The overriding need to act on climate change and high energy prices

5.  Stresses that a redesign of the current ETS system is one of the most pressing issues in terms of ensuring the competitiveness of the base metals industry; understands that the Commission has launched discussions which will culminate in the reform of the ETS for the fourth period 2021-2028 and calls, in this connection, for the reform to include the issue of carbon leakage and promote efficiency, industrial innovation and the optimal yields that this reform is supposed to guarantee, while considering supplementing the ETS with other innovative instruments and strategies in order genuinely to reduce emissions; calls on the Commission, when reviewing the ETS, to reward the best performers within energy-intensive industry from the point of view of producing goods while achieving lower emissions;

6.  Notes the establishment of the market stability reserve in 2019 and awaits the Commission’s proposals for post-2020 structural reform of the ETS, which will be the subject of specific and separate scrutiny in Parliament;

7.  Calls on the Commission, therefore, to amend the system for allocating emissions allowances via extensive application of the assessment used for the reference values applicable to industry, which are based on greenhouse gas emissions per tonne produced and not per facility, as it is the cleanest plants which, as an incentive, are needed to produce more; underscores, in this connection, the importance of a system that makes it attractive to invest in energy-efficient solutions;

8.  Calls in this context for the abolition of the application of the cross-sectoral correction factor for the 10 % best performing installations faced with carbon leakage so that they can benefit from 100 % free allowances in the sectors at risk of losing international competitiveness due to high carbon costs, in order to promote the virtuous practices of industrialists and workers who have made the necessary efforts to achieve minimum emissions by adopting the best available techniques; believes that such a measure should have no impact on the overall emissions cap; points out that carbon leakage to those areas in the world responsible for the highest CO2 emissions negatively affects global environmental issues;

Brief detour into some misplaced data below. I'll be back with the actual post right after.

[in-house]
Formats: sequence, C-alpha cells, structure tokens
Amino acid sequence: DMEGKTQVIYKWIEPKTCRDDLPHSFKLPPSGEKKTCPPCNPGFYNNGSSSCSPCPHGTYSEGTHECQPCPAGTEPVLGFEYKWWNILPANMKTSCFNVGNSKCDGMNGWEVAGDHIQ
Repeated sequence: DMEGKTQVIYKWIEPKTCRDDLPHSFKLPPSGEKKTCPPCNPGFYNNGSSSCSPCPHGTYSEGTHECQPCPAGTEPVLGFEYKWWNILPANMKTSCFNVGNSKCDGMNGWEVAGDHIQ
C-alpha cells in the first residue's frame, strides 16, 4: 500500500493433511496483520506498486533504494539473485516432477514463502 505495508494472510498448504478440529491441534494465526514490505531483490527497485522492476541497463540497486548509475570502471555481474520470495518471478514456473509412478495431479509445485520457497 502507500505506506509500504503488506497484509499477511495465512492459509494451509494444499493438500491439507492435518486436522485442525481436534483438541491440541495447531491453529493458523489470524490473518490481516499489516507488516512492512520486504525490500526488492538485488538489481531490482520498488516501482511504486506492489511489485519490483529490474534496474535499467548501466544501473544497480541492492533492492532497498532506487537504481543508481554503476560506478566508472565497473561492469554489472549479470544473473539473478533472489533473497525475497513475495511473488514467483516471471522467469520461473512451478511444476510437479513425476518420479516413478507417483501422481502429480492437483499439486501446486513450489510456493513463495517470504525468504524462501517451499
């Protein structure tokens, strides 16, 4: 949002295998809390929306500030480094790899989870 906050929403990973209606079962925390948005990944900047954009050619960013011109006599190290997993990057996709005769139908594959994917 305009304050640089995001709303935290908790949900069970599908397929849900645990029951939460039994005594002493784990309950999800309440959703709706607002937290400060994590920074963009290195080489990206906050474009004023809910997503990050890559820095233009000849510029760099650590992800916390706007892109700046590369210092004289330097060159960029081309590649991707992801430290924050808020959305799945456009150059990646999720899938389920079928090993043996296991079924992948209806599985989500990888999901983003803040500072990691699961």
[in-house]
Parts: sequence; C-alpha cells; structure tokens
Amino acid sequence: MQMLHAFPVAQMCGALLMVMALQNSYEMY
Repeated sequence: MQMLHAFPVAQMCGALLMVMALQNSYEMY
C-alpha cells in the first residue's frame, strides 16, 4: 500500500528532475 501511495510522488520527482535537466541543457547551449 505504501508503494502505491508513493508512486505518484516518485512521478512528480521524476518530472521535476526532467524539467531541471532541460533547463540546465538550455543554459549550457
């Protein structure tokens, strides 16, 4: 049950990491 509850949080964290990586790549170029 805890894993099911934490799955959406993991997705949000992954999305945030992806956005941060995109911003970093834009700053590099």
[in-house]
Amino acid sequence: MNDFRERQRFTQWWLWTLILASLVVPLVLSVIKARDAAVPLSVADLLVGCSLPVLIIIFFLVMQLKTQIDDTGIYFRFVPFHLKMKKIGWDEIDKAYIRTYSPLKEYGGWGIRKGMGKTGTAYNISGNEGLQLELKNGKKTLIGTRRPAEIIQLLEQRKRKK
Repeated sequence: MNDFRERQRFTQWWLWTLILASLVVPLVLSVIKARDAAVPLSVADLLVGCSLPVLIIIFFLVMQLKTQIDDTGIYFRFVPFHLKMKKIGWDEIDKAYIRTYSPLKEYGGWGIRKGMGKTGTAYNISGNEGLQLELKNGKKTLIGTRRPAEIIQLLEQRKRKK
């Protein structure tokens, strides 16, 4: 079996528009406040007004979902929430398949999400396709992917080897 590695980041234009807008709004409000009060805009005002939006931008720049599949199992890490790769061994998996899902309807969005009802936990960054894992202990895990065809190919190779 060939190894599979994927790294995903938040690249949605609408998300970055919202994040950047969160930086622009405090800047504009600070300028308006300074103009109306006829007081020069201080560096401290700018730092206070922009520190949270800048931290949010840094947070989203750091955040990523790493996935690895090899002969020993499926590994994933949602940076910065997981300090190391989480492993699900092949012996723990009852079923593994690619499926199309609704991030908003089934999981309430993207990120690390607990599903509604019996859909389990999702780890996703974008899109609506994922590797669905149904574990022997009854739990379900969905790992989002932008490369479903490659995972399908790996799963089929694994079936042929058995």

9.  Calls for energy-intensive industries to continue their efforts to optimise recycling arrangements and cut CO2 emissions with a view to ensuring future industrial competitiveness and meeting the EU’s established binding reduction targets; stresses, in this connection, that industrial competitiveness, resource efficiency and emissions cuts are becoming complementary objectives since, if European production becomes carbon-virtuous, preservation of its share of the European and world markets is an effective means of contributing to an overall reduction in greenhouse gas emissions of industrial origin; adds that the same applies to the production of imported goods which meet the equivalent energy efficiency and emissions standards as to that of goods produced in the EU; stresses that undertakings in third countries that form part of the value chain must also act in line with the EU’s climate and energy targets and take account of progress on energy efficiency in particular;

Carbon border adjustment –- a temporary and flexible measure of international dimension in line with the WTO

10.  Emphasises firmly that, ever since the creation of the International Negotiating Committee that prepared the Rio Convention in 1992, the EU has been seeking to negotiate with third countries an international agreement aimed at protecting against climate change, but so far without success, despite the growing urgency highlighted by a virtually unanimous scientific consensus; calls for the continued leadership of the EU and highlights the crucial need to ensure that a global binding agreement is concluded at the Paris Convention, with a full commitment by all parties to effectively averting dangerous climate change; emphasises that these negotiations must lead to a legally binding agreement with economy-wide targets for all parties, respecting the agreed objective of limiting global warming to below 2°C; stresses that a comprehensive international agreement will level the playing field for industry and reduce the risk of carbon leakage from the EU;